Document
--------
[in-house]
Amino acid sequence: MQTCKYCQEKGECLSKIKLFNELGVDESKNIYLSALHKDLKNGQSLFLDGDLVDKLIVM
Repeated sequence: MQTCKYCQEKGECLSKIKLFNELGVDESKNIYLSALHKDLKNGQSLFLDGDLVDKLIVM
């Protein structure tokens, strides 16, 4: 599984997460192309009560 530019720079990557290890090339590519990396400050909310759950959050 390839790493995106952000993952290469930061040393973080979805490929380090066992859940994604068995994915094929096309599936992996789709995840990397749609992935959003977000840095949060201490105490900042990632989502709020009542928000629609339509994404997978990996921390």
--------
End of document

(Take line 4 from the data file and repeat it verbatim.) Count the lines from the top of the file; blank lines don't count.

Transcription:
């Protein structure tokens, strides 16, 4: 599984997460192309009560 530019720079990557290890090339590519990396400050909310759950959050 390839790493995106952000993952290469930061040393973080979805490929380090066992859940994604068995994915094929096309599936992996789709995840990397749609992935959003977000840095949060201490105490900042990632989502709020009542928000629609339509994404997978990996921390």